:27:48.:27:52.

they could use a majority in the next election. One worrying fact

:27:52.:27:56.

for the Conservatives is that in the 2010 election, when UKIP won 3%

:27:56.:28:00.

of the vote, one third of what they polled today, there were 2 sit sis

:28:00.:28:05.

where their vote was larger than the -- 22 sit sis, where their

:28:05.:28:10.

society -- constituencies, where their vote was larger than others

:28:10.:28:13.

other parties. I don't think that the Conservative

:28:13.:28:18.

Party can take its own supporters for granted. Clearly the polls are

:28:18.:28:22.

showing that there has been some movement from the Conservative

:28:22.:28:27.

Party to UKIP, possibly from Labour to UKIP as well. I think that if a

:28:27.:28:31.

Conservative Party has a robust euro-sceptic policy in the future,

:28:31.:28:37.

hope leefl in the near future, that we will be -- hopefully in the near

:28:37.:28:42.

future, we can attract those gone to UKIP, and hopefully those who

:28:42.:28:47.

have found a home there over the past few years. Nigel Farage, the

:28:47.:28:51.

leader of UKIP, has made it his name to replace the Liberal

:28:51.:29:00.

Democrats as the third party. There is policies on national rail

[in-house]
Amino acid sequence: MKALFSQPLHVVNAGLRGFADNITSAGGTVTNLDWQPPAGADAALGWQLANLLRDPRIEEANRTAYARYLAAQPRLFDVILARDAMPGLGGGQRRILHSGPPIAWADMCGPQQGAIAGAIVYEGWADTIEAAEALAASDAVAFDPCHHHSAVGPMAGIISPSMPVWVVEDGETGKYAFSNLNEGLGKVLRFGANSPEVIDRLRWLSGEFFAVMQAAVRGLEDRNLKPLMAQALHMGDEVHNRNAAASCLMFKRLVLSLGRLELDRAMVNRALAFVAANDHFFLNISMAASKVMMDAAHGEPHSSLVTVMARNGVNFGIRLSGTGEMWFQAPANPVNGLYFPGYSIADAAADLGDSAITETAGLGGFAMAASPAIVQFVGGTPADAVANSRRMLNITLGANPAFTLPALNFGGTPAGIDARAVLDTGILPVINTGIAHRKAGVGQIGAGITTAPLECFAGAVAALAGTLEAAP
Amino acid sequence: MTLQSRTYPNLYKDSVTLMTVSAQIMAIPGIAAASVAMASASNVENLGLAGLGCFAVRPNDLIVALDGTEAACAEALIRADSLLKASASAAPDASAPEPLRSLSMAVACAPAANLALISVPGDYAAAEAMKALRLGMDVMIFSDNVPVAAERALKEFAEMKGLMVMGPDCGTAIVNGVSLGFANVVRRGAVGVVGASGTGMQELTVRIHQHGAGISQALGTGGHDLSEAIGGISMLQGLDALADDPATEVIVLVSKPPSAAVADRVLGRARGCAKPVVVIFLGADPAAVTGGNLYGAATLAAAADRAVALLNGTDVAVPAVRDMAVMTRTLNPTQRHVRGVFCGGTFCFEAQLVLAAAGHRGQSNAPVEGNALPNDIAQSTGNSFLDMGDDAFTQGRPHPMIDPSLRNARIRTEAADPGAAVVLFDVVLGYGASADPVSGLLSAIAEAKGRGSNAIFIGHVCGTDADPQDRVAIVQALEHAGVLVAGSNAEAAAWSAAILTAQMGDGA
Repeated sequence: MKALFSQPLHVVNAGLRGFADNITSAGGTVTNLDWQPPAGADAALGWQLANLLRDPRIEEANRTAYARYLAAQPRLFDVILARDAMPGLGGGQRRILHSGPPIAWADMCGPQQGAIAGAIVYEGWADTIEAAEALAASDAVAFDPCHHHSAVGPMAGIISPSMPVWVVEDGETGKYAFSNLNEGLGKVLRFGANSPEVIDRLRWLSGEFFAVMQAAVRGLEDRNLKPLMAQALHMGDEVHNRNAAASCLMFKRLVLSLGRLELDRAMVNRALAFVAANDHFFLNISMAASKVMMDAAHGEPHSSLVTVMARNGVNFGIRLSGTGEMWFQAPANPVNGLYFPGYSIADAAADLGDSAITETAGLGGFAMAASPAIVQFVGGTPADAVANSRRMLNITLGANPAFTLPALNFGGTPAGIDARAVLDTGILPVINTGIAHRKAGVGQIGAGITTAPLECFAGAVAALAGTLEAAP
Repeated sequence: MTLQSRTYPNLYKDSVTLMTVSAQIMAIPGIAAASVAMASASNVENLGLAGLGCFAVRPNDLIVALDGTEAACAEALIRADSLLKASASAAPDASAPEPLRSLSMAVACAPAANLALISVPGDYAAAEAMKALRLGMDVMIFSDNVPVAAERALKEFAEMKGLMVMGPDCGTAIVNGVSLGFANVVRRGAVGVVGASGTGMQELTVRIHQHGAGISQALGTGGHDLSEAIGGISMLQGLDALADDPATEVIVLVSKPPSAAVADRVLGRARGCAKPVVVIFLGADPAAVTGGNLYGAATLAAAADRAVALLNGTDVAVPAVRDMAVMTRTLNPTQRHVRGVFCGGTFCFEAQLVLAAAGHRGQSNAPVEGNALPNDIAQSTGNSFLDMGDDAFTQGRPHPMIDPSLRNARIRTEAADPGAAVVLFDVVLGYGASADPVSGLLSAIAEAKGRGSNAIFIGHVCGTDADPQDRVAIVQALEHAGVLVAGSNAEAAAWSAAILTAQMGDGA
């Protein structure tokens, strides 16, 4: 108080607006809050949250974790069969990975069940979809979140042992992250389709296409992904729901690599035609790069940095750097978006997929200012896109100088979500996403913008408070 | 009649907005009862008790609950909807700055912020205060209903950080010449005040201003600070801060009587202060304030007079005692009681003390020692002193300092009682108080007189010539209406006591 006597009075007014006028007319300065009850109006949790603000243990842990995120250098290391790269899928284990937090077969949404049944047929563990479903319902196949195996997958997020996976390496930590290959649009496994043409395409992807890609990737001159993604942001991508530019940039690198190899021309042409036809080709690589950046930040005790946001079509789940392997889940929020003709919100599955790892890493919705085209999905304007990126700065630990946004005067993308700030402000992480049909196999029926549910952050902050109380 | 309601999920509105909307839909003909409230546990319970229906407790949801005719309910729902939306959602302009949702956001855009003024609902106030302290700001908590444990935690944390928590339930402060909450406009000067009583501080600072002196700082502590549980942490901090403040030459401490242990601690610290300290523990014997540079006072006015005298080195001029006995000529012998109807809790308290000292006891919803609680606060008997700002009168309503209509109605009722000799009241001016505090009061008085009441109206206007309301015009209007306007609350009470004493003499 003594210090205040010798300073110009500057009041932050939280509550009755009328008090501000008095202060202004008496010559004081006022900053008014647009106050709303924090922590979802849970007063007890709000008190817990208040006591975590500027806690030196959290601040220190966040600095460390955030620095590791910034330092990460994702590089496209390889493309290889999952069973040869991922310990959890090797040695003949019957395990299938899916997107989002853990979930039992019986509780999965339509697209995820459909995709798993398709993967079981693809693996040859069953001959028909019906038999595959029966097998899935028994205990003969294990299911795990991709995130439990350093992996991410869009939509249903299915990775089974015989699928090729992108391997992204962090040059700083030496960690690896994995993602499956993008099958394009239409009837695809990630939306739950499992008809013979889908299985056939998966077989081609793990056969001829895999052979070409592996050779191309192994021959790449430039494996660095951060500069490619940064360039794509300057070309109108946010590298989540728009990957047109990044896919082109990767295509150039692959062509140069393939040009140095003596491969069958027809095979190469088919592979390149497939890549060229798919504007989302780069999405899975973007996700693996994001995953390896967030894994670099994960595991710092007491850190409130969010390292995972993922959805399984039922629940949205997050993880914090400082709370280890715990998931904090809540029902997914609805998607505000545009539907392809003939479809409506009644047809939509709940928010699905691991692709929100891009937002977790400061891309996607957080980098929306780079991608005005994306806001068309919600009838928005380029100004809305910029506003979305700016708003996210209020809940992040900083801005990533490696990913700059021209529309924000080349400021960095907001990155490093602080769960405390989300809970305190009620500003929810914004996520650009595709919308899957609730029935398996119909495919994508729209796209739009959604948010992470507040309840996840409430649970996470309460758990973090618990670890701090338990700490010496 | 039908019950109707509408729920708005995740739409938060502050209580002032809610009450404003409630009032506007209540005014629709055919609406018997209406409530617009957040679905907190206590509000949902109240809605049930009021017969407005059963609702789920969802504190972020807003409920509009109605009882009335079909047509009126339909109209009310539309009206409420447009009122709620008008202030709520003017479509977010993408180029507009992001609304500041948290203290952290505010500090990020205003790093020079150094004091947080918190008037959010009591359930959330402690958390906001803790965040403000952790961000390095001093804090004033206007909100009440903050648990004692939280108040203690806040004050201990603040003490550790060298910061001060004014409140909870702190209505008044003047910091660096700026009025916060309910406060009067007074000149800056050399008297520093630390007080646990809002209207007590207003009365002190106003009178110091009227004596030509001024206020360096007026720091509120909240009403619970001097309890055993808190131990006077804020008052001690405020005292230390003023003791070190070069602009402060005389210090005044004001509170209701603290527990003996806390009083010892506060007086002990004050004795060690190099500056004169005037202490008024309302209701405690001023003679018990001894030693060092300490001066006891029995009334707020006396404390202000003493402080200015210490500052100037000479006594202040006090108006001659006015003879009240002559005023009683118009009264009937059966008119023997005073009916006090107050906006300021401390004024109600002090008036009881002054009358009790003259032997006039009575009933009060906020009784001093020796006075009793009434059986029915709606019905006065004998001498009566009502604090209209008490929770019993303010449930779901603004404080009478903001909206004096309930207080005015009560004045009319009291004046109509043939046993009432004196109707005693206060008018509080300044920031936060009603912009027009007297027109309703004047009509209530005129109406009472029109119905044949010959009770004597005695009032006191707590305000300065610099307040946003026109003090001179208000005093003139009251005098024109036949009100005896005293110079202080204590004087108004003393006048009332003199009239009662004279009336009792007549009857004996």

:29:00.:29:02.

alongside Europe. One political operation working out of the back

:29:02.:29:06.

of a local pub has a different perspective. If you were consulting

:29:06.:29:09.

on this, people would feel more respect for the politicians and

:29:09.:29:13.

think they have listened to what I have to say. The people's pledge

:29:13.:29:18.

are campaigning for a referendum on the relationship with Europe, they

:29:18.:29:23.

think as it stands populations are ignoring popular opinion. UKIP is

:29:23.:29:28.

successfully capitalising on this. The people's pledge, it is a pro-

:29:28.:29:35.

referendum majority at the next election. You need MPs to get the

:29:35.:29:39.

referendum out. We are starting that process, you need Members of

:29:39.:29:43.

Parliament in order to progress there. The threats to Cameron are

:29:43.:29:45.

by UKIP, could be half-a-dozen seats the next general election,

:29:45.:29:51.

but a much bigger threat...What your proof of that? On the ground

:29:51.:29:58.

here, UKIP polled 3,500, we polled 13 though, nearly four-times as

:29:58.:30:03.

much. Any -- 13,000, nearly four- times as much. Any UKIP threat to

:30:03.:30:06.

Cameron is a temporary one. It might cost half-a-dozen seats in

:30:06.:30:10.

the next election. The real threat to Cameron is if the Labour Party

:30:10.:30:13.

comes out in favour of a referendum, he will lose another general

:30:13.:30:18.

election, not in coalition but going into opposition. This

:30:18.:30:23.

experience in Thurrock suggests not all seats with bulky UKIP votes

:30:23.:30:27.

would necessarily go to the Tories, but as likely to any other

:30:27.:30:31.

political party. But the clamour in the Conservatives is strong, and

:30:31.:30:35.